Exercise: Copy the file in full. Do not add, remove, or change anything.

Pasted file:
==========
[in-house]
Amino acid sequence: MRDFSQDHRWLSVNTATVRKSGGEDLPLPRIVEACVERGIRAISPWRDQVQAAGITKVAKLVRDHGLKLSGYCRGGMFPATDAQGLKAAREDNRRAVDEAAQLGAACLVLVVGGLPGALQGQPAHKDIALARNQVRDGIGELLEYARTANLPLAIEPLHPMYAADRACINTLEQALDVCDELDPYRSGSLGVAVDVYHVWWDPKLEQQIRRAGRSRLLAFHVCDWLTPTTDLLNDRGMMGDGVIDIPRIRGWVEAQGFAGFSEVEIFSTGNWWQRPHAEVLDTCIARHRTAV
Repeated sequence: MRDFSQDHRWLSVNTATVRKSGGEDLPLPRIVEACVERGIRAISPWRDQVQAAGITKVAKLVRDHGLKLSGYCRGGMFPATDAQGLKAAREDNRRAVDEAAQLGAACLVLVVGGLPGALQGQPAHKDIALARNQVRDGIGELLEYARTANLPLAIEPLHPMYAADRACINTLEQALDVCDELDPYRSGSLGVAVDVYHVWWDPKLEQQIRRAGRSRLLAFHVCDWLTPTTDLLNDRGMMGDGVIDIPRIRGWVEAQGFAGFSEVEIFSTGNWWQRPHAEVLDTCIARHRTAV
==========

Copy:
[in-house]
Amino acid sequence: MRDFSQDHRWLSVNTATVRKSGGEDLPLPRIVEACVERGIRAISPWRDQVQAAGITKVAKLVRDHGLKLSGYCRGGMFPATDAQGLKAAREDNRRAVDEAAQLGAACLVLVVGGLPGALQGQPAHKDIALARNQVRDGIGELLEYARTANLPLAIEPLHPMYAADRACINTLEQALDVCDELDPYRSGSLGVAVDVYHVWWDPKLEQQIRRAGRSRLLAFHVCDWLTPTTDLLNDRGMMGDGVIDIPRIRGWVEAQGFAGFSEVEIFSTGNWWQRPHAEVLDTCIARHRTAV
Repeated sequence: MRDFSQDHRWLSVNTATVRKSGGEDLPLPRIVEACVERGIRAISPWRDQVQAAGITKVAKLVRDHGLKLSGYCRGGMFPATDAQGLKAAREDNRRAVDEAAQLGAACLVLVVGGLPGALQGQPAHKDIALARNQVRDGIGELLEYARTANLPLAIEPLHPMYAADRACINTLEQALDVCDELDPYRSGSLGVAVDVYHVWWDPKLEQQIRRAGRSRLLAFHVCDWLTPTTDLLNDRGMMGDGVIDIPRIRGWVEAQGFAGFSEVEIFSTGNWWQRPHAEVLDTCIARHRTAV